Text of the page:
What that means is that an agent’s duty to the principal (their client) is put above all else. When it comes to confidentiality, loyalty and disclosure specifically, how can an agent achieve this when working with two clients who have opposing interests? Well, some states believe they just can't, no matter how hard they try, so they have deemed dual agency illegal.

Which States Ban Dual Agency?

Wyoming, Alaska, Vermont, Colorado, Florida, Maryland, Texas and Kansas ban or severely limit the practice of dual agency. While other states have not made it illegal to have dual agency, they have created many limitations on the power a dual agent has. This is all done to ensure your agent can fulfill their fiduciary responsibility to you. At the end of the day, regardless of the state you are buying or selling property in, picking the right agent is the most critical step in the process.

Why Do Other States Allow Dual Agency?

As previously mentioned, the practice is often limited by state law even in states that don't have an outright ban on dual agency. However, in states with large rural areas where residents often depend on a single regional brokerage to handle real estate sales transactions, the need for dual agency to keep the real estate market going is critical.

If You’re Buying, Work With A Buyer’s Agent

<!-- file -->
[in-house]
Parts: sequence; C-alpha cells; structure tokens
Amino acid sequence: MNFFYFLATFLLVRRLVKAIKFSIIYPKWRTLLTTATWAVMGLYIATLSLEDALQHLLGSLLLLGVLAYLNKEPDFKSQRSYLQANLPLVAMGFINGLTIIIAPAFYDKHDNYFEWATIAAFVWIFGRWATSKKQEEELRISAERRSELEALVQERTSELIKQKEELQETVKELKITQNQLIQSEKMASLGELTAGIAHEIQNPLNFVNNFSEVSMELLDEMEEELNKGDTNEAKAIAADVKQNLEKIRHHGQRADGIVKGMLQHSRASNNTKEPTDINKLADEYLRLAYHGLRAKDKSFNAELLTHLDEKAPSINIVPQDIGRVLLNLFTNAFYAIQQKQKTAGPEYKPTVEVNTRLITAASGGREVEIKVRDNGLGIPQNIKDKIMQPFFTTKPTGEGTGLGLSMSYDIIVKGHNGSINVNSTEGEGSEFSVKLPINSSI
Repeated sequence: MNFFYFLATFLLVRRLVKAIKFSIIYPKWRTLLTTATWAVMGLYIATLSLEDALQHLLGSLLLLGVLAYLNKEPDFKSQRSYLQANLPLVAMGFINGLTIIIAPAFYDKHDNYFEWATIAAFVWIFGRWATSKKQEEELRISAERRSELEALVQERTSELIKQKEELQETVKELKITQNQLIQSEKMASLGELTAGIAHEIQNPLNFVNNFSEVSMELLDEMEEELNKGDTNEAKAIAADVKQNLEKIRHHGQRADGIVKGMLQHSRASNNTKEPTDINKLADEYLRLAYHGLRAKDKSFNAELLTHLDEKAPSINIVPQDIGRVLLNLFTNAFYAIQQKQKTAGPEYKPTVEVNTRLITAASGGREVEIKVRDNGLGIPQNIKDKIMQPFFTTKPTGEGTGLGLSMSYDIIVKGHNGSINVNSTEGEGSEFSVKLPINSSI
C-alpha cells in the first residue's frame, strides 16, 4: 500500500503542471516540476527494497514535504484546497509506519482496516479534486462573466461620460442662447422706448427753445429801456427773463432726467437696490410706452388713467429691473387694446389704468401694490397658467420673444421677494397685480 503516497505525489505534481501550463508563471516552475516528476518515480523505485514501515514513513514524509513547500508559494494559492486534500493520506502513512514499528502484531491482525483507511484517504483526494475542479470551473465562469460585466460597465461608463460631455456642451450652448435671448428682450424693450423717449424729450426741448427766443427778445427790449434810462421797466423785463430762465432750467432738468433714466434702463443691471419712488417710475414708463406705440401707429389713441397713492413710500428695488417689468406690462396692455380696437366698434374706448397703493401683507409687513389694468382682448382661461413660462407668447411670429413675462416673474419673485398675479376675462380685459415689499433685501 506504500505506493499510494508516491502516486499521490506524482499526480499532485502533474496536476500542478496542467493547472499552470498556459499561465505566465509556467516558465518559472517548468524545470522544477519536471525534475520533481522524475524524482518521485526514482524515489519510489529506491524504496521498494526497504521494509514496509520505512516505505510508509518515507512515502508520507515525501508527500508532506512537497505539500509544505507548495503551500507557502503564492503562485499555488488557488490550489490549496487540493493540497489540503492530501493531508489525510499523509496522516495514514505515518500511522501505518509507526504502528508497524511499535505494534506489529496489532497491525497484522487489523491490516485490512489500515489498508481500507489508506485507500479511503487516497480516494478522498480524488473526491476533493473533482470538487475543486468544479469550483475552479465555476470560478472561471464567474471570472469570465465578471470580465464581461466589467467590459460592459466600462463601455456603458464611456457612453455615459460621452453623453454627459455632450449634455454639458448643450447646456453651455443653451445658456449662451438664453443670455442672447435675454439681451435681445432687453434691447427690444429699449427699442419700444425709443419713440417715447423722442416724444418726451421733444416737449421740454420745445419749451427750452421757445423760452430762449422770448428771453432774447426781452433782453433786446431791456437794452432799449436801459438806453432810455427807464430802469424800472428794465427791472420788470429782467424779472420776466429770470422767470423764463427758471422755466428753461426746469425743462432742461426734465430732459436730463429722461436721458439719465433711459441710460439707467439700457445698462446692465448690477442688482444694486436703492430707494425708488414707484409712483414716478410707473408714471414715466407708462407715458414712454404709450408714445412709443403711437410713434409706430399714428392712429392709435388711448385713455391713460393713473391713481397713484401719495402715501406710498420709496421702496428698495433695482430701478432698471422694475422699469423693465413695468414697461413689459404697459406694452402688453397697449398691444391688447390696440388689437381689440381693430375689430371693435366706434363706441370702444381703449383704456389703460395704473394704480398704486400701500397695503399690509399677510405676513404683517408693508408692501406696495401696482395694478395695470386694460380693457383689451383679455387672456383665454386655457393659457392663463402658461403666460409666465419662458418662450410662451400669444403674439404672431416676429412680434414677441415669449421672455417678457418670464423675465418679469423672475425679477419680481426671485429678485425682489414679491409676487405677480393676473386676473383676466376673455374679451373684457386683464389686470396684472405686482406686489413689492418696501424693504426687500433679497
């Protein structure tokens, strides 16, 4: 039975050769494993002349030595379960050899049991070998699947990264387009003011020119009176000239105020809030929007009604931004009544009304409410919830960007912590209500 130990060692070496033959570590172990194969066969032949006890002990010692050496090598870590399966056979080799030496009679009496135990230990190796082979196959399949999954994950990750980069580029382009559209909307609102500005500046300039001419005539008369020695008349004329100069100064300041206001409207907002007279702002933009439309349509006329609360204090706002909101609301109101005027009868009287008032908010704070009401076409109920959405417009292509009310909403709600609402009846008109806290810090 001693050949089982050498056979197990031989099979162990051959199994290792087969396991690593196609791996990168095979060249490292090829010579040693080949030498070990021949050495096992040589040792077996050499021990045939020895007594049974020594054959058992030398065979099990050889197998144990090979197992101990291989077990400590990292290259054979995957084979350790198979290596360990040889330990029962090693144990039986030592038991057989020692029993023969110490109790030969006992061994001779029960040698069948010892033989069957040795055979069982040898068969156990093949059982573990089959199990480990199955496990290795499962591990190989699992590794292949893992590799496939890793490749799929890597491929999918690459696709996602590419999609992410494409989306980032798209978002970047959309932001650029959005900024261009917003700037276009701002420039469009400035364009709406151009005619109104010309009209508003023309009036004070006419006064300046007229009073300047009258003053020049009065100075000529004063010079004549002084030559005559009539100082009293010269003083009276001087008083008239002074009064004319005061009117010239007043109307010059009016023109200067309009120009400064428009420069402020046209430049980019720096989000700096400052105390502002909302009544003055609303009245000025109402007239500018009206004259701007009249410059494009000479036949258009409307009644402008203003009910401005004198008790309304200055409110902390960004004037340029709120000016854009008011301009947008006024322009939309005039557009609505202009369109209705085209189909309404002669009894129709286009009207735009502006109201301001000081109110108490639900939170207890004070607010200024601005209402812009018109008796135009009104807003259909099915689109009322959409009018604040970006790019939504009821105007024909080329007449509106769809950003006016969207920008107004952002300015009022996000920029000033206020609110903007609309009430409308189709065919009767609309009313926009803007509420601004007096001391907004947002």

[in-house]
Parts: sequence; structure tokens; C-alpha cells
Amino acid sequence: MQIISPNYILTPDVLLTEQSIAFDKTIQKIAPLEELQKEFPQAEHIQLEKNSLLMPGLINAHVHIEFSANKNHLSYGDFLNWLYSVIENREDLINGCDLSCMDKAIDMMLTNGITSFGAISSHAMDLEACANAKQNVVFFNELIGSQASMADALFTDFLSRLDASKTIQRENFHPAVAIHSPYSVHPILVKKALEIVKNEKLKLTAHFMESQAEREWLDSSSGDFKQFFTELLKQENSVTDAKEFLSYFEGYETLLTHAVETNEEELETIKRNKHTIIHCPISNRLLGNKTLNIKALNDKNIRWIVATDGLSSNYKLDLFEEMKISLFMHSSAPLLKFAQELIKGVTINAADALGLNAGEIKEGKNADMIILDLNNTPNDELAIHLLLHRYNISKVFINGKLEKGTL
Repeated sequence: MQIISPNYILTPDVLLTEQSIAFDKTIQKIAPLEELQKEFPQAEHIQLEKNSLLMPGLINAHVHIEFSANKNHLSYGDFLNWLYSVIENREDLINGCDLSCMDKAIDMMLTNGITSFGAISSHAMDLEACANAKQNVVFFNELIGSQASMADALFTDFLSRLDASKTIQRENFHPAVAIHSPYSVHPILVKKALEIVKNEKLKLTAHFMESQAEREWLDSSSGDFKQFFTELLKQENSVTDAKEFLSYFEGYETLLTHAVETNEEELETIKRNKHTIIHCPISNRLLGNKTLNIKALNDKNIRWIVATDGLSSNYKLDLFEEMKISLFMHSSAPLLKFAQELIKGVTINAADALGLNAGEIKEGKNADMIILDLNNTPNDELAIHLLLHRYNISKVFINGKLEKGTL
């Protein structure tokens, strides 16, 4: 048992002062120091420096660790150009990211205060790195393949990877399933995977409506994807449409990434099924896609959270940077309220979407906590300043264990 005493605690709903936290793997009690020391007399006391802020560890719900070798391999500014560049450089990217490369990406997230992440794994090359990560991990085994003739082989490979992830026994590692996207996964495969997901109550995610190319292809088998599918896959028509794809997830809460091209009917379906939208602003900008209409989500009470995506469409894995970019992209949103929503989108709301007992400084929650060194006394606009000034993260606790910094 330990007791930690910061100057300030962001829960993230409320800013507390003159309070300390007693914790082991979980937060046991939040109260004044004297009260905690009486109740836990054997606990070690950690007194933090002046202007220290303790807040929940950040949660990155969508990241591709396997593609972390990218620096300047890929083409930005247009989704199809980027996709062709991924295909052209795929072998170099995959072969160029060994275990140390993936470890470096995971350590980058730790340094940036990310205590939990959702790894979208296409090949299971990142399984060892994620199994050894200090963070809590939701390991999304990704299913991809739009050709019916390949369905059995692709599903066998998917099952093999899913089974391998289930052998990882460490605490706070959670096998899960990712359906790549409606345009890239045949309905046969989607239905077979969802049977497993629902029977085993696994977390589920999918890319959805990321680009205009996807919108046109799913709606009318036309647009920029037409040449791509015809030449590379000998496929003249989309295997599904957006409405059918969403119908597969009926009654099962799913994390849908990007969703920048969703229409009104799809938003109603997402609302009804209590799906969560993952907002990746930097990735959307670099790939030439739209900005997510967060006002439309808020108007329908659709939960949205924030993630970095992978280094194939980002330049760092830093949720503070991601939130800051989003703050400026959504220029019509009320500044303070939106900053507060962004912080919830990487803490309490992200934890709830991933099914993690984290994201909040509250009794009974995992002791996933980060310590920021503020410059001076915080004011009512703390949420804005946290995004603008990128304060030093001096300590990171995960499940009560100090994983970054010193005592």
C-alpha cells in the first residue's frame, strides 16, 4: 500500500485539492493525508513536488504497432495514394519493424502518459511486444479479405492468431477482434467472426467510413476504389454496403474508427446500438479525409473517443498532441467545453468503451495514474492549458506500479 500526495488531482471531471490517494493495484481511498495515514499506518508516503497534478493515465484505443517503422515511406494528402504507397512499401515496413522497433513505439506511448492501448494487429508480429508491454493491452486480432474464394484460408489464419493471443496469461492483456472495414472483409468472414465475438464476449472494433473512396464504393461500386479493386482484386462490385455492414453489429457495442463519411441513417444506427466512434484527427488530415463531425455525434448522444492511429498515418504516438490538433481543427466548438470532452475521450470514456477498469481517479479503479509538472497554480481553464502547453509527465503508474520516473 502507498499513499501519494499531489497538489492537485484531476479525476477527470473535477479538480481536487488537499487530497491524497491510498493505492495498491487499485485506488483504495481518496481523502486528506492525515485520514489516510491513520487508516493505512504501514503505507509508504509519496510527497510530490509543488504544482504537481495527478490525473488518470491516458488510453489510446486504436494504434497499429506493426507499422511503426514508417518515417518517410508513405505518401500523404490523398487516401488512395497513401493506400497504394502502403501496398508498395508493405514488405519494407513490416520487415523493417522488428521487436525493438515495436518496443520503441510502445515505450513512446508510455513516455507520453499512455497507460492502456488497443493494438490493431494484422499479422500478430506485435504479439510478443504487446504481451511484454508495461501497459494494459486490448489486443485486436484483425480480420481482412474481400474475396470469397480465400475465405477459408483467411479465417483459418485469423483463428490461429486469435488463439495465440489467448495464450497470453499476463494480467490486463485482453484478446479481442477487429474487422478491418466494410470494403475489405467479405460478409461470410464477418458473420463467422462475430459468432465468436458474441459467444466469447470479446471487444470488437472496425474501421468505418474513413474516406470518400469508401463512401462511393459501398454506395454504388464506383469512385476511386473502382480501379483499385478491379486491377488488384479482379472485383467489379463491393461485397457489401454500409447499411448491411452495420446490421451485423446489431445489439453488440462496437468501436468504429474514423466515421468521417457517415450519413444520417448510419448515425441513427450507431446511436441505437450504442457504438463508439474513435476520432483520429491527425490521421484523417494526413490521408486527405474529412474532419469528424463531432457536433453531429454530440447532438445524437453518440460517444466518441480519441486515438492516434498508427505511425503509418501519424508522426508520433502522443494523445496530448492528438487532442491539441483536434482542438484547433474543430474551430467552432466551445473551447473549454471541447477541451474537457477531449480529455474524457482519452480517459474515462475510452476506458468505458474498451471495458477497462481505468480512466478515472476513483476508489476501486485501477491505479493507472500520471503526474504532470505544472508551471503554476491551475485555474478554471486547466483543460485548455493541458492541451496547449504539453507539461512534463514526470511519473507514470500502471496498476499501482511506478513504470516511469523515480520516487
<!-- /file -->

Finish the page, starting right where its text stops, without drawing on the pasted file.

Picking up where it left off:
An exclusive buyer’s agent is a real estate agent who focuses on assisting their clients through the process of buying a home. Not only will they help you find a home, but this agent also owes the buyer reasonable care, undivided loyalty, obedience to lawful instruction, disclosure, confidentiality and accountability. A buyer’s agent must negotiate terms acceptable to a buyer and must always put the buyer’s interest first. You should be able to expect your buyer’s agent to do things like:

  • Help you find your home
  • Attend your home inspection
  • Get you preapproved for a loan
  • Negotiate an offer on your behalf
  • Assist you with picking a home inspector
  • Communicate with the seller’s agent throughout the sale
  • Speak with the buyer’s attorney throughout the sale
  • Keep an eye on your credit and loan situation
  • Negotiate home inspection repair requests
  • Helping you through the closing process